Review by Paul H Birch and photos by Mark Lloyd
The tribes are out tonight. With all three stages of The 02 Academy offering something or other ticket touts are spreading themselves thin while smokers are huddled together freezing their knackers off in the snow.
Inside the more petite option that is the Academy 3 five bands are seeking to impress, entertain – and if they can – squeeze in as many numbers between them until the main event.
Excuses you don’t need but apologies are offered regardless for my missing out on opening act Swamp Snake. Suffice to say that if the rest of the bands were anything to go by then they would have ticked the box by fitting into a different sub-category of that vast musical spectrum we have come know as rock (without the roll). Not only were the sounds each band made distinct from each other but their visual apparel and stage craft too.
Fury offer us speed metal and like to thrust their hands in the air aggressively but brim excitedly when shaking people’s hands offstage, Twisted Species opt for a heavier alt-rock grind and their shaven-headed gruff lead vocalist’s equally as polite up at the bar, the symphonic rock of Awake by Design is a little too theatrical for me but offstage their bombastic posturing is left behind and they all look incredibly shy. This is all getting a little too paternal on my part.
But then the audience is filled with older generations and some kids, for families as well as friends have come here to support the bands. A chap starts a conversation, telling me he’s come along with his own family because his mate’s “a relative of one of the bands”. Rock music isn’t his thing “as you can probably tell” he jokes sheepishly, and needlessly. “But I liked the last band, with the piano.” He meant Awake By Design’s synthesiser and sharing the evening’s etiquette I keep my pomposity in check and don’t correct him. One thing’s for sure, no-one going home from here will watch The X-Factor with the same couch-potato acceptance ever again.
It’s not that there’s any great sense of occasion, or even expectation when Diamond Lil line up on stage but it’s apparent the game is being raised.
Vocalist Ellis Wilde paces the stage as the music ruminates; the band dig into a lean muscular metallic strut and surge forward as one, their singer rapping and roaring away until ‘I Want More’ climaxes in a blistering guitar solo.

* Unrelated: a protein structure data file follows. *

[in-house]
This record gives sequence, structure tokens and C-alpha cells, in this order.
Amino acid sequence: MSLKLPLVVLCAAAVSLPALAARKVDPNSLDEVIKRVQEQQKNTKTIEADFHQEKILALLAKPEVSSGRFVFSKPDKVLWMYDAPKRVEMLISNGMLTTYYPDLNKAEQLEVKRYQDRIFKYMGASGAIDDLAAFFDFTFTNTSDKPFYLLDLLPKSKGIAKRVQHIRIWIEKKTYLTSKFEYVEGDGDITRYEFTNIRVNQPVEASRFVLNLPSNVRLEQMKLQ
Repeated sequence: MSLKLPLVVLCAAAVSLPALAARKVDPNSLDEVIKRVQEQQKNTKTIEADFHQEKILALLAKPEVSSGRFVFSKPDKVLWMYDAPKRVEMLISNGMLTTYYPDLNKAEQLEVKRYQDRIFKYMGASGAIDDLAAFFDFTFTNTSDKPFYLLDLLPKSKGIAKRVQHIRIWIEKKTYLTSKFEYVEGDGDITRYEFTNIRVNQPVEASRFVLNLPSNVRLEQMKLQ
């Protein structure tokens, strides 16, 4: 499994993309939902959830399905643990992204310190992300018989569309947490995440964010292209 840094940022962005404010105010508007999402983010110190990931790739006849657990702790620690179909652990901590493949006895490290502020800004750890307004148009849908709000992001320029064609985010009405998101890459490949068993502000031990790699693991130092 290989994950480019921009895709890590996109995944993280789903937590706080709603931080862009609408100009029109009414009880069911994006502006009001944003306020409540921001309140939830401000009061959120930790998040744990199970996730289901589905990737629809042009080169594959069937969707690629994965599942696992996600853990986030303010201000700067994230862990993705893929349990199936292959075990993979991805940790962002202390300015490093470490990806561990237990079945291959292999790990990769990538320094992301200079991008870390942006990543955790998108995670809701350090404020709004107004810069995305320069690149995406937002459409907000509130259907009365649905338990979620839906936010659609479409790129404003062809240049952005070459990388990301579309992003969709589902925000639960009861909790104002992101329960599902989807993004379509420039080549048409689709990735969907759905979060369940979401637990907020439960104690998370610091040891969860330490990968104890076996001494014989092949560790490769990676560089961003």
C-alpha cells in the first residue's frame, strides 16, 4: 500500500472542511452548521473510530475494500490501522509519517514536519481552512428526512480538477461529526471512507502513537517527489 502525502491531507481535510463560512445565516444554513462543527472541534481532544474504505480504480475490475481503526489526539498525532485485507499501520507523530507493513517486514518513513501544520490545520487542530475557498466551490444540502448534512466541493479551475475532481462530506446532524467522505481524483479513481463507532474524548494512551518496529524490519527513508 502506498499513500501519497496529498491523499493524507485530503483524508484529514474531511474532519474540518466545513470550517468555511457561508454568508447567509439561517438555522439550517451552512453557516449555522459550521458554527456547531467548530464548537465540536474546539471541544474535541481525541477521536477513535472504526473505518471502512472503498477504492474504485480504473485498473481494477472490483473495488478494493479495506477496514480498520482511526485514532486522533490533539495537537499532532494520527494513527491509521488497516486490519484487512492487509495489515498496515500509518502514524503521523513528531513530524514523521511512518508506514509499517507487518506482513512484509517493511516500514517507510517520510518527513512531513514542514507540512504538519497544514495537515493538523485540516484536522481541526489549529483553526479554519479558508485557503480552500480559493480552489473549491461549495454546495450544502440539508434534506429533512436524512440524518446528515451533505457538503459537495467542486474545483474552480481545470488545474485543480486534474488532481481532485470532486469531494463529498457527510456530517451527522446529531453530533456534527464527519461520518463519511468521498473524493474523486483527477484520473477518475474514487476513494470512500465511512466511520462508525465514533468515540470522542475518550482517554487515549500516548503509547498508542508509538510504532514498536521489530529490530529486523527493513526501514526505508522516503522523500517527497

‘Bottom of a Glass’ follows as they deliver each of their debut EP’s tracks albeit in a different order, with no overdubs but plenty of audience participation.
It’s obvious they’re communicating to the faithful – A flock of girlfriends and possibly one of the band’s moms are enthusiastically down the front, young hairy-sorts headbang until their necks get sore – while the rest of us, stand back smugly having seen it all before, but tapping our feet regardless.
Diamond Lil have a good set of tunes; they can play well individually but more importantly they have confidence in each other’s abilities and it shows both aurally and visually.
When Ellis and guitarist Harry Colley sit down for an unfamiliar acoustic number they lose some of the crowd, but then the band click with the power ballad of ‘Beautiful Nowhere’ and you’re waiting for the smokers to come inside and wave their cigarette lighters. Colley releases a squealing yet melodic solo, underpinned by Jamie Downes’ sympathetic rumbling bass and Austin Miller’s constant Simon Kirke styled time keeping on drums.
After the pounding riff of ‘Council Pusher’ concludes Ellis asks how many in the audience have seen them before and only about half can answer in the affirmative. If that translates into word of mouth EP sales and increased gig attendances that’s great. Mind you, put them on tour in a decent support slot and who knows how far they could go – This is an exciting band, I recommend you get in on the ground floor while you can!
And you can see more shots from the show by clicking here or pressing play below: